annual and daily loads must be achieved in order to ensure
that the applicable water quality standards will be
met.” EPA0011882. Similarly, it indicated that
“all bacteria loads discharged to the Potomac and its
tributaries must be consistent with all of the stated loading
limits in the TMDL-annual average, daily average, and maximum
EPA described the public review and comment process,
concluding “that there has been adequate opportunity
for public participation in the development of the 2014 TMDL
Water Suit and Revised Rationale
2015, D.C. Water filed a lawsuit challenging EPA's
approval of the District's revised TMDLs, which was
assigned to Judge Bates. D.C. Water alleged that the approved
TMDLs set the allocations for the Blue Plains Outfalls too
low. They did so, D.C. Water argued, because the loads were
derived from calculations that misinterpreted certain data.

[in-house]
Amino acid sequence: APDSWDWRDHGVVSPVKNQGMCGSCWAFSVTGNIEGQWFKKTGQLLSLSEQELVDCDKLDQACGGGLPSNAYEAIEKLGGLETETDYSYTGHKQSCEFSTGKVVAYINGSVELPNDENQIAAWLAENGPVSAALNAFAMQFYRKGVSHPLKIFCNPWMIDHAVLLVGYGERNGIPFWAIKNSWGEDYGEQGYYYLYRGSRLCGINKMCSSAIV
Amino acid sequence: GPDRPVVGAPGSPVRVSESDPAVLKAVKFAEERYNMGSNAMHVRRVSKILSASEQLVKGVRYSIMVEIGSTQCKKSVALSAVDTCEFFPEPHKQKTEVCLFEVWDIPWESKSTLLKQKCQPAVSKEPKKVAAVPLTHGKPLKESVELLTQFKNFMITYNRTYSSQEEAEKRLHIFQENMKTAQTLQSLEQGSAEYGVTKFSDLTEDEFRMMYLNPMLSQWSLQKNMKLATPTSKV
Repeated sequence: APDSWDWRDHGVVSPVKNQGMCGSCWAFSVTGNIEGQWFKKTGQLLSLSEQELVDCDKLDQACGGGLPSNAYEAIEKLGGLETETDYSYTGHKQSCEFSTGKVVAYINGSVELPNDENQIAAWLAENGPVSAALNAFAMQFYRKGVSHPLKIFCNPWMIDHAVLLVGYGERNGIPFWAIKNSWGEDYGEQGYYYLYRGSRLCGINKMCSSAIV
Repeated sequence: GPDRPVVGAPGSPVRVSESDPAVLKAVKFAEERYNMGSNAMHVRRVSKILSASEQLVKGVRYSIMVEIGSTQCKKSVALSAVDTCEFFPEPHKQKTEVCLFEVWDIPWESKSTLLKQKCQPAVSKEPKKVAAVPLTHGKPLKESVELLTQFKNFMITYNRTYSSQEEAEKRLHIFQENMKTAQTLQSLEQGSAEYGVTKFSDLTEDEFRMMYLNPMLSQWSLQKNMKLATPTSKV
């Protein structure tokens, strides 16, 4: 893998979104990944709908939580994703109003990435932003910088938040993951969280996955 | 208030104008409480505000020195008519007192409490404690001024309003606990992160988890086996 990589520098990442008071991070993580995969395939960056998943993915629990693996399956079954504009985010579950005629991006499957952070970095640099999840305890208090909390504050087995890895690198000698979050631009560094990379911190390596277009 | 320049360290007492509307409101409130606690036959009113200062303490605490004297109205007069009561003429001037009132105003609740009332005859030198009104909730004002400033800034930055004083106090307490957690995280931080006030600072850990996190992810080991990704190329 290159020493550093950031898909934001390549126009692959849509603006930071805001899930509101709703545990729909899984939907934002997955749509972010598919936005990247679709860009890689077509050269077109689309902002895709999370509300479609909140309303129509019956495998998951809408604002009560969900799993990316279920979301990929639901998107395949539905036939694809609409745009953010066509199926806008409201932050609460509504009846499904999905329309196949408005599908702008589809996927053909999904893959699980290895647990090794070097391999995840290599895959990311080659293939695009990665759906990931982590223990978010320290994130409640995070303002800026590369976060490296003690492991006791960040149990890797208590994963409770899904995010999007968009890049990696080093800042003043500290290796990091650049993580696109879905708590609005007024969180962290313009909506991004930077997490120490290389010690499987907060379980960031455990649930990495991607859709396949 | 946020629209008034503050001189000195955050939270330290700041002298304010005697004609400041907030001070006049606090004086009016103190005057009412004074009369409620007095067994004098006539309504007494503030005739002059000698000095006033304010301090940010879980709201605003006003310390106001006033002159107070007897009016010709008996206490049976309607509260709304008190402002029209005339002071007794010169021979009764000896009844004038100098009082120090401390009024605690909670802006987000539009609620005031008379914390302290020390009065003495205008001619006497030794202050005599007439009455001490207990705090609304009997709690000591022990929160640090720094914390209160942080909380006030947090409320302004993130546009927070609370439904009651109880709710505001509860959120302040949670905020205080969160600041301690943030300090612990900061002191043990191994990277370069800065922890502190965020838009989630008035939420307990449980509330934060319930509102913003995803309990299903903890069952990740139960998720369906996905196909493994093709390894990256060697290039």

One such calculation set Outfall 002's allocation based
on its average design flow rate rather than its permitted
maximum flow rate. Put simply, the more water flowing through
Blue Plains, the more bacteria discharged into the Potomac.
Thus, by using the average rather than maximum rate, the
calculation yielded a maximum load that was less than what
could be discharged without exceeding water quality
standards. As a result, D.C. Water contended, the daily
expressions in the TMDLs were more stringent than what was
necessary to implement the water quality standards and
jeopardized D.C. Water's NPDES permit. See
generally Compl., D.C. Water v. EPA, No.
response, EPA withdrew its initial decision rationale and
issued a revised version, EPA0013928-40, prompting D.C. Water
to dismiss its suit. Without explicitly admitting error, EPA
acknowledged in a letter accompanying the revised rationale
that it “ha[d] identified some ambiguities in [its]
December 2014 decision rationale that would benefit from
subsequent 2017 rationale did not alter EPA's position
that the TMDLs achieved all necessary water quality